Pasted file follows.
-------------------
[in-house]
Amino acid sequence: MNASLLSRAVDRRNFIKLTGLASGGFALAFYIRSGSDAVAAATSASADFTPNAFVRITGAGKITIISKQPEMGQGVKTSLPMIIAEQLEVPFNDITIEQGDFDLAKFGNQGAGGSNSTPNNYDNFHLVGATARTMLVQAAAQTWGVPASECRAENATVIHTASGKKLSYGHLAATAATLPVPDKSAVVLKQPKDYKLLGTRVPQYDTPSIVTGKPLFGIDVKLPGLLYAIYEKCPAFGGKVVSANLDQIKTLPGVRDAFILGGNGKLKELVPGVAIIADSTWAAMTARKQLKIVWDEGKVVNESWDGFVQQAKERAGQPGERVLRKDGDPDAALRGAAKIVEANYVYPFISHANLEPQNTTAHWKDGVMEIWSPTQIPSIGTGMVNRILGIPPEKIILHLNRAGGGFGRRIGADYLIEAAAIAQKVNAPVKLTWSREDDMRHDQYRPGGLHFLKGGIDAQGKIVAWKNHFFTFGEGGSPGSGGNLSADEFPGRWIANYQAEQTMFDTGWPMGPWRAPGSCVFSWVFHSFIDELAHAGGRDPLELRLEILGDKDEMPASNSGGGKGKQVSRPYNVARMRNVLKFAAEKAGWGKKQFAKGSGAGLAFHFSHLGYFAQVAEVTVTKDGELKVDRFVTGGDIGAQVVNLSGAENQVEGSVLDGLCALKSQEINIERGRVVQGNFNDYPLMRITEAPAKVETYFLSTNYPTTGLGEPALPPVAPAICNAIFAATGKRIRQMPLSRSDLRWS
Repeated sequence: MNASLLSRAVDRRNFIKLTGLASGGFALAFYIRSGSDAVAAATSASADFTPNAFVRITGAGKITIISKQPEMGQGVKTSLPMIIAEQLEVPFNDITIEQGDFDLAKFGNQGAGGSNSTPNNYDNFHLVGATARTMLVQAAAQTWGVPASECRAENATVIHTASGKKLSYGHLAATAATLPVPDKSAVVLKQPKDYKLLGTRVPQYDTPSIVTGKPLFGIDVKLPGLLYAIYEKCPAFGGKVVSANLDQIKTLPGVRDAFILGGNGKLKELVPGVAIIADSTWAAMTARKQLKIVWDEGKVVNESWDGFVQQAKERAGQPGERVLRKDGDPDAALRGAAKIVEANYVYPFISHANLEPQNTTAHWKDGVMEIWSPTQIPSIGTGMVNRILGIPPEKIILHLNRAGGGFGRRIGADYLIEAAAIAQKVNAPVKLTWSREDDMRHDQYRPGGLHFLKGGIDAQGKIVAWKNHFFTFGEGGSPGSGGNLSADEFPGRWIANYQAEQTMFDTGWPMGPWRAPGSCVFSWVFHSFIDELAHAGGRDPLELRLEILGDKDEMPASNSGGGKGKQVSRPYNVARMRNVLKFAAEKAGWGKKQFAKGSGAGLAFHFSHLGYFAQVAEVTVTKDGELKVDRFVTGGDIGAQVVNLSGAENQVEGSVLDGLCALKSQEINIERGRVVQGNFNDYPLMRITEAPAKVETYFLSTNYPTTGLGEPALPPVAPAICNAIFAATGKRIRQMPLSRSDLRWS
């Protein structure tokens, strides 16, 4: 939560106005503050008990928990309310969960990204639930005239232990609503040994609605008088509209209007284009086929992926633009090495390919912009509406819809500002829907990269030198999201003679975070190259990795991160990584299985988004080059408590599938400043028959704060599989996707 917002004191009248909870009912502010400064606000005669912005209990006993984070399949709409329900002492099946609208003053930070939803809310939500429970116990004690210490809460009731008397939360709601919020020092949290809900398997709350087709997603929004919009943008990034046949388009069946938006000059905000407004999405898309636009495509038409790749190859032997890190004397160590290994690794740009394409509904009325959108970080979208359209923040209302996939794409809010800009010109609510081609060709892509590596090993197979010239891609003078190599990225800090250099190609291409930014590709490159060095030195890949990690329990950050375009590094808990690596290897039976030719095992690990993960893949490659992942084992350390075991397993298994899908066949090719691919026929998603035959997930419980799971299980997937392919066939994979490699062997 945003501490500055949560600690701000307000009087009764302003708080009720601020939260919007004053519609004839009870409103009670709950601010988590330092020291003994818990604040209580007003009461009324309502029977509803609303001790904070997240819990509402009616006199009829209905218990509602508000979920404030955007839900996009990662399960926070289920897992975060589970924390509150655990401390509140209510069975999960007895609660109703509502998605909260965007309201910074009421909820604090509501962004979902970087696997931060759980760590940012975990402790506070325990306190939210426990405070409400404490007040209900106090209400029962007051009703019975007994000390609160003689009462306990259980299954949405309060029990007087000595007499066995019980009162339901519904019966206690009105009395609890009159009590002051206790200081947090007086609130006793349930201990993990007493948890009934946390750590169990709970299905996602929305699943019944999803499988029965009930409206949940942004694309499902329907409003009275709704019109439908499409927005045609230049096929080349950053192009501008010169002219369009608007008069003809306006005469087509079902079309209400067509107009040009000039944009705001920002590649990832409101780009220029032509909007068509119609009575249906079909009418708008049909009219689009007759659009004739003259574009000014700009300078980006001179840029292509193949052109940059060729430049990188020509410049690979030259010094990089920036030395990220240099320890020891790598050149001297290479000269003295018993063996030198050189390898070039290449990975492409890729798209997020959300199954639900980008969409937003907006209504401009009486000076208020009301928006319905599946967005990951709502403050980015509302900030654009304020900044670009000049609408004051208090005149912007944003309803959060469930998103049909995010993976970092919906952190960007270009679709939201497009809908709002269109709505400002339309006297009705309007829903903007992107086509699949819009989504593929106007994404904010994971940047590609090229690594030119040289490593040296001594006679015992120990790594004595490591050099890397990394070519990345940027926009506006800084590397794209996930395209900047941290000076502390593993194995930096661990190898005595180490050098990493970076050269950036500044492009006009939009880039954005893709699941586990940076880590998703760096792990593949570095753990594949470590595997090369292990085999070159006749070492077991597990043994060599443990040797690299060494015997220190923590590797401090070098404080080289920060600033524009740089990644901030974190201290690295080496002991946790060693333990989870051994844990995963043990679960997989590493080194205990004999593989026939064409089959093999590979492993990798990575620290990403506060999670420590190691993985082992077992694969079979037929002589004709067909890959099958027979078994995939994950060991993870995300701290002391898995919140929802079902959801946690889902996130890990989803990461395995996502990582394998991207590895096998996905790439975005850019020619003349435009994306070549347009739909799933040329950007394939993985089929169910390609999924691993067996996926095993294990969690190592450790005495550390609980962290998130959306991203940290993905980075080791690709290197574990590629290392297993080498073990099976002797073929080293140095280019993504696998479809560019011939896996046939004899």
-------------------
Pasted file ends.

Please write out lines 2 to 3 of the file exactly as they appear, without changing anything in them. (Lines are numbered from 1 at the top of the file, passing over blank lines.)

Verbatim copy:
Amino acid sequence: MNASLLSRAVDRRNFIKLTGLASGGFALAFYIRSGSDAVAAATSASADFTPNAFVRITGAGKITIISKQPEMGQGVKTSLPMIIAEQLEVPFNDITIEQGDFDLAKFGNQGAGGSNSTPNNYDNFHLVGATARTMLVQAAAQTWGVPASECRAENATVIHTASGKKLSYGHLAATAATLPVPDKSAVVLKQPKDYKLLGTRVPQYDTPSIVTGKPLFGIDVKLPGLLYAIYEKCPAFGGKVVSANLDQIKTLPGVRDAFILGGNGKLKELVPGVAIIADSTWAAMTARKQLKIVWDEGKVVNESWDGFVQQAKERAGQPGERVLRKDGDPDAALRGAAKIVEANYVYPFISHANLEPQNTTAHWKDGVMEIWSPTQIPSIGTGMVNRILGIPPEKIILHLNRAGGGFGRRIGADYLIEAAAIAQKVNAPVKLTWSREDDMRHDQYRPGGLHFLKGGIDAQGKIVAWKNHFFTFGEGGSPGSGGNLSADEFPGRWIANYQAEQTMFDTGWPMGPWRAPGSCVFSWVFHSFIDELAHAGGRDPLELRLEILGDKDEMPASNSGGGKGKQVSRPYNVARMRNVLKFAAEKAGWGKKQFAKGSGAGLAFHFSHLGYFAQVAEVTVTKDGELKVDRFVTGGDIGAQVVNLSGAENQVEGSVLDGLCALKSQEINIERGRVVQGNFNDYPLMRITEAPAKVETYFLSTNYPTTGLGEPALPPVAPAICNAIFAATGKRIRQMPLSRSDLRWS
Repeated sequence: MNASLLSRAVDRRNFIKLTGLASGGFALAFYIRSGSDAVAAATSASADFTPNAFVRITGAGKITIISKQPEMGQGVKTSLPMIIAEQLEVPFNDITIEQGDFDLAKFGNQGAGGSNSTPNNYDNFHLVGATARTMLVQAAAQTWGVPASECRAENATVIHTASGKKLSYGHLAATAATLPVPDKSAVVLKQPKDYKLLGTRVPQYDTPSIVTGKPLFGIDVKLPGLLYAIYEKCPAFGGKVVSANLDQIKTLPGVRDAFILGGNGKLKELVPGVAIIADSTWAAMTARKQLKIVWDEGKVVNESWDGFVQQAKERAGQPGERVLRKDGDPDAALRGAAKIVEANYVYPFISHANLEPQNTTAHWKDGVMEIWSPTQIPSIGTGMVNRILGIPPEKIILHLNRAGGGFGRRIGADYLIEAAAIAQKVNAPVKLTWSREDDMRHDQYRPGGLHFLKGGIDAQGKIVAWKNHFFTFGEGGSPGSGGNLSADEFPGRWIANYQAEQTMFDTGWPMGPWRAPGSCVFSWVFHSFIDELAHAGGRDPLELRLEILGDKDEMPASNSGGGKGKQVSRPYNVARMRNVLKFAAEKAGWGKKQFAKGSGAGLAFHFSHLGYFAQVAEVTVTKDGELKVDRFVTGGDIGAQVVNLSGAENQVEGSVLDGLCALKSQEINIERGRVVQGNFNDYPLMRITEAPAKVETYFLSTNYPTTGLGEPALPPVAPAICNAIFAATGKRIRQMPLSRSDLRWS